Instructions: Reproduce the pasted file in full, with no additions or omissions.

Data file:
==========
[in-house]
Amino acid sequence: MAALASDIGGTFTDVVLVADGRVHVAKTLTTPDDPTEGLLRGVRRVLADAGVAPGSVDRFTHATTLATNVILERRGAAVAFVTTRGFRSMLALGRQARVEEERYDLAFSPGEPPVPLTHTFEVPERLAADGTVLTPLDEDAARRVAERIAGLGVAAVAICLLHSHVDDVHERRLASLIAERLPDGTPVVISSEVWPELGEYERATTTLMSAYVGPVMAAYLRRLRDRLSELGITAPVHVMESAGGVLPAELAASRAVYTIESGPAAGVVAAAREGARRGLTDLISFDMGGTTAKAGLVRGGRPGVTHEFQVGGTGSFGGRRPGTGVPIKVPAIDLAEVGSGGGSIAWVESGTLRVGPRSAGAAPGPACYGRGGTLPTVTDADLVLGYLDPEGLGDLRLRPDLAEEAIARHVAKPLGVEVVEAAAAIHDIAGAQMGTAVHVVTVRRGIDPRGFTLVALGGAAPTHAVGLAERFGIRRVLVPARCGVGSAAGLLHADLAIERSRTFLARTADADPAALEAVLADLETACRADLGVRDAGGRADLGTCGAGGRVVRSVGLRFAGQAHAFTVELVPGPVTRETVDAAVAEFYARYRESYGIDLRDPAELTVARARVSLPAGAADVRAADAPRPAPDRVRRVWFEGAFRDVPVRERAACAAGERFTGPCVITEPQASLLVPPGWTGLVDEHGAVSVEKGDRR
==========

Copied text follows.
[in-house]
Amino acid sequence: MAALASDIGGTFTDVVLVADGRVHVAKTLTTPDDPTEGLLRGVRRVLADAGVAPGSVDRFTHATTLATNVILERRGAAVAFVTTRGFRSMLALGRQARVEEERYDLAFSPGEPPVPLTHTFEVPERLAADGTVLTPLDEDAARRVAERIAGLGVAAVAICLLHSHVDDVHERRLASLIAERLPDGTPVVISSEVWPELGEYERATTTLMSAYVGPVMAAYLRRLRDRLSELGITAPVHVMESAGGVLPAELAASRAVYTIESGPAAGVVAAAREGARRGLTDLISFDMGGTTAKAGLVRGGRPGVTHEFQVGGTGSFGGRRPGTGVPIKVPAIDLAEVGSGGGSIAWVESGTLRVGPRSAGAAPGPACYGRGGTLPTVTDADLVLGYLDPEGLGDLRLRPDLAEEAIARHVAKPLGVEVVEAAAAIHDIAGAQMGTAVHVVTVRRGIDPRGFTLVALGGAAPTHAVGLAERFGIRRVLVPARCGVGSAAGLLHADLAIERSRTFLARTADADPAALEAVLADLETACRADLGVRDAGGRADLGTCGAGGRVVRSVGLRFAGQAHAFTVELVPGPVTRETVDAAVAEFYARYRESYGIDLRDPAELTVARARVSLPAGAADVRAADAPRPAPDRVRRVWFEGAFRDVPVRERAACAAGERFTGPCVITEPQASLLVPPGWTGLVDEHGAVSVEKGDRR